A succession of storms that swept across the region in the past week left hundreds of homes without power and parts of major roads obstructed by fallen trees and branches as emergency crews and volunteer firefighters rushed to clear roads and barricade homes during the first major storm system of the winter season.
The final two storms, part of a three-part system that grew in strength between Wednesday and Sunday, dumped an average of eight and a half inches on parts of the county over the weekend.
“It was pretty much nonstop,” said Tim Thompson, battalion chief of the county’s fire department, referring to reports of downed trees that led to closures on a handful of roads across the county, including sections of Point Reyes-Petaluma Road near Point Reyes Station, Ridgecrest Boulevard on Mount Tamalpais and Highway One near Tomales.
Part of Vision Road in Inverness remained closed as of Wednesday afternoon, and officials with the Department of Public Works are working to remove a five-foot-wide redwood tree from Fairfax-Bolinas Road, near Alpine Dam. The road will remain closed until the weekend, according to the county dispatch center.
The “pineapple express” of rain and wind that toppled trees and downed power lines was part of what weather specialists call an “atmospheric river,” a storm system driven by southern air currents that occasionally unleashes downpours on the Bay Area and other parts of the West Coast.
In Muir Woods, a National Park Service warehouse sustained flood damage after a three-and-a-half-foot-wide tree collapsed a portion of its roof and punctured a water line, Yvette Ruan, chief of fire and emergency management with the Golden Gate National Recreation Area, said.
Minor flooding was reported in some low-lying areas—including in Lucas, Ross and San Geronimo Valleys—where emergency officials used sandbags to protect homes from water rushing from storm drains, Mr. Thompson said.
In Woodacre, some properties along Hill Avenue and Castro Street were submerged in water spilling over from the Papermill Creek. The Nicasio Reservoir also overflowed over the weekend, according to reports.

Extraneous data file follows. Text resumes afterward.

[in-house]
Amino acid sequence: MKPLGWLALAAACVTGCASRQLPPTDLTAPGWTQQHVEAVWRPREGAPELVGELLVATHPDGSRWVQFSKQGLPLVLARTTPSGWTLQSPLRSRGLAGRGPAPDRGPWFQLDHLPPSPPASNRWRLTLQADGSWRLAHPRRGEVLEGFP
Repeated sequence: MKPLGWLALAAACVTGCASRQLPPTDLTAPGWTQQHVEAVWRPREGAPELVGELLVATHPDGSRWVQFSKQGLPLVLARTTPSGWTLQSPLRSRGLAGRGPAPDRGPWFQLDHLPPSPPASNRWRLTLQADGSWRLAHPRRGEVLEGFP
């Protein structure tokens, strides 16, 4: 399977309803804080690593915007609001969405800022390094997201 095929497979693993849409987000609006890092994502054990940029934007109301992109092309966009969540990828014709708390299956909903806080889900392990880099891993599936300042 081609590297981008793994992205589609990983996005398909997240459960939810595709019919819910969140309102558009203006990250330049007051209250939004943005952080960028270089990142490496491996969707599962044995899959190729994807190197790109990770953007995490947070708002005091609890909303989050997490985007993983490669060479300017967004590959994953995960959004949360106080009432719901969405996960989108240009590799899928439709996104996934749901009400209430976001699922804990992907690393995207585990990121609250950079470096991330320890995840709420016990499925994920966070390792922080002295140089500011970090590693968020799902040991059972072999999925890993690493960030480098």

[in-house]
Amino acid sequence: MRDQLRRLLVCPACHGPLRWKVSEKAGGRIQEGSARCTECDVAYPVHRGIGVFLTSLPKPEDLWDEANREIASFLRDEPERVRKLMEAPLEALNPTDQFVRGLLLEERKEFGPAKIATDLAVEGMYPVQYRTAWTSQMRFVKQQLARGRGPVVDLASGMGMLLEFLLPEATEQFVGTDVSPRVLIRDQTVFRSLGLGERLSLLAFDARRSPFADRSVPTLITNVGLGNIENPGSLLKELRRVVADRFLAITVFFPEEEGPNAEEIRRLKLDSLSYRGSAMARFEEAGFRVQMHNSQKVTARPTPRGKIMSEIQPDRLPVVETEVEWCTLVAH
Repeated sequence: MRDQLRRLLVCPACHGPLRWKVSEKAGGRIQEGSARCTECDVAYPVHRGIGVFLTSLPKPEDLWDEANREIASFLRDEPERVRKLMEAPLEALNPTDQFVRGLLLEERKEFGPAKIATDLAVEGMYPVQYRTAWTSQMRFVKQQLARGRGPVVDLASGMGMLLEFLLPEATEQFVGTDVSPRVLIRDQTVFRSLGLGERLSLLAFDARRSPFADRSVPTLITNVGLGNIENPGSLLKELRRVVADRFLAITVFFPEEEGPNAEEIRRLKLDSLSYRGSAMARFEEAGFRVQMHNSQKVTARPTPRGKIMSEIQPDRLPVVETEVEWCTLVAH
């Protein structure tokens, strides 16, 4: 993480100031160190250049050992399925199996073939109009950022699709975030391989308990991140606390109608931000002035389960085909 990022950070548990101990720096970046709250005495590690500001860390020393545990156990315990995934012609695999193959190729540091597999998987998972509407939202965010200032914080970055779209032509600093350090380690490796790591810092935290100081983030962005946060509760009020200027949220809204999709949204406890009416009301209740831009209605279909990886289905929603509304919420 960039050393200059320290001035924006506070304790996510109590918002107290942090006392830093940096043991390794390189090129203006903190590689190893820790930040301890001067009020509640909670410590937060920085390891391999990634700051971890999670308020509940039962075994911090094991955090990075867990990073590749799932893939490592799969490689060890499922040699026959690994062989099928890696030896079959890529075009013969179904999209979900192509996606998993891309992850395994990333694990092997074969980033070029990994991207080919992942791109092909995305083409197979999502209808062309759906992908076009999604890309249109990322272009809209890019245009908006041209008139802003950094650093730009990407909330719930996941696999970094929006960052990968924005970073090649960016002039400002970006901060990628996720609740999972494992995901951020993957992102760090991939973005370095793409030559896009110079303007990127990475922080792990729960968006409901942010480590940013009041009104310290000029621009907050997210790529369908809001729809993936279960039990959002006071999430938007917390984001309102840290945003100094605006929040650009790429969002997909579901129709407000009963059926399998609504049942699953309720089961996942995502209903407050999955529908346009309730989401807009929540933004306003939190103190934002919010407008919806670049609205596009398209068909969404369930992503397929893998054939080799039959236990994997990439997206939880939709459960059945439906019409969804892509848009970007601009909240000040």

The storm cut power to hundreds of homes across West Marin, though the highest concentration of outages was reported in Sonoma and Napa Valleys, according to Pacific Gas and Electric Co. In Inverness, utility workers and groups of contractors restored power early Sunday to more than 750 homes.
Power outages also affected more than 350 homes early Sunday in Point Reyes Station and Marshall, according to the utility, which saw more than 315,000 customers across the Bay Area lose power between Thursday and Sunday.
Still, despite the reach of a five-day system that engulfed the Bay Area and outlying counties, “this really wasn’t much of a storm,” said Mr. Thompson, whose 30-plus years with the county’s fire department has seen crippling winter weather. “In the grand scheme of things,” he said, “all it was, was a decent rain—we didn’t have the wind.”
Officials with the Marin Municipal Water District measured its level after the storm at more than 15 feet below capacity. Alpine Lake had risen to slightly less than four feet from capacity. Bon Tempe Lake and Nicasio Reservoir were at capacity as of Sunday.
The storm also brought into question the condition of a portion of Olema Hill where part of a lane collapsed nearly two years ago and is still not repaired, with stop signs bringing traffic to a halt along a steep stretch of the road. County officials believe a continued lag in the construction process—attributed in part to a thorough environmental review by the state’s Department of Transportation—could result in further erosion, Liza Crosse, an aide to Supervisor Steve Kinsey, said.
“It’s extremely frustrating for all of us,” she said, adding that pending approval of environmental studies from the state’s Office of Historic Preservation may further slow the process, which qualified for federal funding.